Alternatives If Corkscrew Not Around

Corkscrews have been widely used for years but there isn’t much evidence about when the first one appeared. Until the 18th century wine was traditionally stored in amphoras before wooden barrels were introduced. Advances in the glass technology allowed the production of glasses with long and relatively thin bottlenecks.


The first ever registered patent for a corkscrew belongs to an Englishman and goes back to the end of the 17th centrury. After that, many many more followed each one presenting something different either in the design or in the way it was functioning. The commonly known single lever corkscrew dates back in the 19th century.


The choice of corkscrews offered in the shops and on the internet. Apart from being a practical tool in everyone’s kitchen that can also be a great piece of art which can be sold for some unimaginable amount of money. For example, the world’s most expensive one was sold for about £50,000 and it was a combination of a common Swiss Army knife with some sort of ring puzzles. What increases the cost though, is its 18 carat gold or platinum lever. All the other parts are made out of aviation titanuim.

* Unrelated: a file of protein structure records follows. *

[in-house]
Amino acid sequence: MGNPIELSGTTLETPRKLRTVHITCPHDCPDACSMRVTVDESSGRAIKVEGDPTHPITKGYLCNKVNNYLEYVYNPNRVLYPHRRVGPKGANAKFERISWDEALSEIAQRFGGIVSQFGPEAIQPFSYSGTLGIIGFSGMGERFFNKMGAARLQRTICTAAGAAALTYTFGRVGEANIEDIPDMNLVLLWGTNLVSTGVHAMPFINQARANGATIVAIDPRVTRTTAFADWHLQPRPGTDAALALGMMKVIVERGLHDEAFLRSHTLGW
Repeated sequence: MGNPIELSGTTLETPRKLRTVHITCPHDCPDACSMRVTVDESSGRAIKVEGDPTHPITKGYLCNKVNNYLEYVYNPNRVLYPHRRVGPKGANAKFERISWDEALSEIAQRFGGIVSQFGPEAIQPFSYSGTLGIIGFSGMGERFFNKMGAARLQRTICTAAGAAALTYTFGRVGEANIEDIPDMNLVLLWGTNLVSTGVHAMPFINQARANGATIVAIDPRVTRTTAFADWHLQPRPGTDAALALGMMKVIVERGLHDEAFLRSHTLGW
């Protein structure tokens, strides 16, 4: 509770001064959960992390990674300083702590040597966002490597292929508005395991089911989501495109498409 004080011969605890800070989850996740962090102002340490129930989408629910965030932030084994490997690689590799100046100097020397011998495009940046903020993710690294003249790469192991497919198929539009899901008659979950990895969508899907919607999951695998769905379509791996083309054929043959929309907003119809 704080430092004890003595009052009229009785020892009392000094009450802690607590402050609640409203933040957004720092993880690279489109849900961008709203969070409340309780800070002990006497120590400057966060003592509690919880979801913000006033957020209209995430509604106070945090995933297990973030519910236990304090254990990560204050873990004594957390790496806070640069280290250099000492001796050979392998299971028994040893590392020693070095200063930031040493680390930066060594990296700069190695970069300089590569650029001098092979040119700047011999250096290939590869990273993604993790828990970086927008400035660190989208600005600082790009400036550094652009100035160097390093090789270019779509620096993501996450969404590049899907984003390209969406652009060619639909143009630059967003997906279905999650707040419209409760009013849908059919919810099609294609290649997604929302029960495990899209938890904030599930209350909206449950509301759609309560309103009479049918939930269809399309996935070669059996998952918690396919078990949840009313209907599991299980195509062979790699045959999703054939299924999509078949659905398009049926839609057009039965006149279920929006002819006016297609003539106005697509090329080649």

Although most people think it’s one of the most useful wine accessories, some people claim they can live without it! Many people have been in a situation that there’s no corkscrew around to open that great red Rioja bottle and enjoy that great dinner. Some of the most common ones include a screw and a pair of pliers or the push method where you have to push the cork in the bottle with the aid of a knife or screwdriver. The last method which is not highly recommended due to its risks is about hitting the bottom against a wall so pressure will be generated inside the bottle. In the end, the cork will eventually come out if the bottle hasn’t broken in the meantine.